When you've had enough of games you play from the couch, it's fun to try one where you move around. It's one of the reasons there has been an explosion of interest in ping pong, especially during the pandemic when people were stuck at home. If you have a table tennis racket and are ready to go, you might now consider joining a table tennis center in your area and taking the game more seriously. Playing against more skilled opponents will sharpen your skills and test whether your interest will continue to increase. Being around others who love the sport can be fun and enlightening.

Table tennis doesn't require much equipment, and a racket is the item players take most seriously. As you improve your playing skills, how you hold your racket, the grip is something to focus on initially. In North America, most people grip in a shake-hand style similar to other racket sports like tennis. In Asia, a penhold grip is also enduringly popular. The trend seems to be toward shake hands, and it's gaining ground even in Asia. As you're learning and experimenting, try the penhold style and see if it feels more comfortable to you. It claims to improve wrist action and add more spin to the ball.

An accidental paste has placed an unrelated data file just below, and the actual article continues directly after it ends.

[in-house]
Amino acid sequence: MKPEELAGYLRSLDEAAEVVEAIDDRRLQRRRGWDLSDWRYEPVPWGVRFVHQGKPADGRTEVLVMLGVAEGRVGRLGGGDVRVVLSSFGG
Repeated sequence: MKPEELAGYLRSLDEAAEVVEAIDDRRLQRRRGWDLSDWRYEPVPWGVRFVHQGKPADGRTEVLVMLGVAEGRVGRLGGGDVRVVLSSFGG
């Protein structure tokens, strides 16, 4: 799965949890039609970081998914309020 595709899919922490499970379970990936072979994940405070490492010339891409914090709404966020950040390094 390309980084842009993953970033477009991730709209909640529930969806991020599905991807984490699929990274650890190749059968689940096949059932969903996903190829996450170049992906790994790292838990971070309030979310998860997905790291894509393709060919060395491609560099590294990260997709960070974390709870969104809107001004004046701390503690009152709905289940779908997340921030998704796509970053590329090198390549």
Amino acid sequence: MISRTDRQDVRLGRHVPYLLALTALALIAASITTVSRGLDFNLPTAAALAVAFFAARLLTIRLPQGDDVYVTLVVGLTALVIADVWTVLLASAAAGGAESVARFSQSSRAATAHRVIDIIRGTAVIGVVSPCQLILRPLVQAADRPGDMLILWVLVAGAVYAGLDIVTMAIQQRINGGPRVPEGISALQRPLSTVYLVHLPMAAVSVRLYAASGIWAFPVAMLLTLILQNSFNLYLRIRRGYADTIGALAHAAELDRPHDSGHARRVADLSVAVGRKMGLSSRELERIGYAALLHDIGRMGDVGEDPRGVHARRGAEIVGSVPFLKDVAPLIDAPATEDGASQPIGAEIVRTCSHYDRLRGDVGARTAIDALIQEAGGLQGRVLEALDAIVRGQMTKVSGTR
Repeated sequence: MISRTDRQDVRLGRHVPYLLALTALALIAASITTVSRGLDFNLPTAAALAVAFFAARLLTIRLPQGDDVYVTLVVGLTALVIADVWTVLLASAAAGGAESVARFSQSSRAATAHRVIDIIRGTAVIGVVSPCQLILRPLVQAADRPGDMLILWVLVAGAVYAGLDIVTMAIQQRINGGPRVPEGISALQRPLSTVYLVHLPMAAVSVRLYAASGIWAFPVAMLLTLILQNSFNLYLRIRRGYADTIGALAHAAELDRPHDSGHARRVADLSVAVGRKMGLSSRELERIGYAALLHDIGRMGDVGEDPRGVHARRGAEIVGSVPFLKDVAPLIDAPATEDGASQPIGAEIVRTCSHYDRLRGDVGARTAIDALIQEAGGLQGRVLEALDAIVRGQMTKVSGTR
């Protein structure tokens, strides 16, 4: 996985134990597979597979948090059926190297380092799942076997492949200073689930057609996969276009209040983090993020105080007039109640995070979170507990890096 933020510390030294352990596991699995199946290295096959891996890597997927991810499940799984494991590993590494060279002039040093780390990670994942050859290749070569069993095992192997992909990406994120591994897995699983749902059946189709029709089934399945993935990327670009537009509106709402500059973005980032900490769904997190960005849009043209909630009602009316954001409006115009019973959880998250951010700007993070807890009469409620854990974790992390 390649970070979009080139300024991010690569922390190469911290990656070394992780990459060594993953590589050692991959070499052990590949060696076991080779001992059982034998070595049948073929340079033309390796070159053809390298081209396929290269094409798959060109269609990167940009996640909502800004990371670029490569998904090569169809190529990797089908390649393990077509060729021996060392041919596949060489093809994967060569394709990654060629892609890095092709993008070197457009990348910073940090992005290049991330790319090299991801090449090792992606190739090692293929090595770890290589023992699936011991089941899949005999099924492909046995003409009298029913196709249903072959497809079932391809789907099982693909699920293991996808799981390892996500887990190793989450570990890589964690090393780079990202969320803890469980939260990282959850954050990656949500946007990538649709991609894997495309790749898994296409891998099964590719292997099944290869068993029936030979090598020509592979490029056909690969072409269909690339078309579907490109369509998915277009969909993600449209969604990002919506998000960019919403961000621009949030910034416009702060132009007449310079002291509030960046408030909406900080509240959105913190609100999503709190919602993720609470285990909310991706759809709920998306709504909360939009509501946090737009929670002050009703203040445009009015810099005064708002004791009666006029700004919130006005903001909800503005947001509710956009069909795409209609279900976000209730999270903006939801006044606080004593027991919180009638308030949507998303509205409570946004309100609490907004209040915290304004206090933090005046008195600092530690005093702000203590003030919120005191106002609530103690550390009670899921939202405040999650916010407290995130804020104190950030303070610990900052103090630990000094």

When you're observing other players, pay attention to their stance. Notice that they stand low and wide at the table. It puts them closer to the height of the ball when it's in play. If you stand up at regular height, you're generally above the table and less aligned with the game. You'll probably notice that you need to build up endurance for standing low and wide – it's not something most people can do for long periods initially. Coaches and trainers recommend the foot position of your stance to be one-and-a-half shoulder widths apart. It's beneficial to keep your center of gravity low when playing.

As you're working on selecting a grip and standing low and wide, the final thing to consider is footwork. If you work with a coach, don't be surprised if footwork drills are a part of your training. Because you don't focus enough on them during practice matches naturally and isolating them is the way to learn better form. The required steps during table tennis play are small and subtle, but they make a big difference. Understanding them and how they should feel during training drills will help you include them in your game as you're progressing through the advanced beginner and intermediate levels.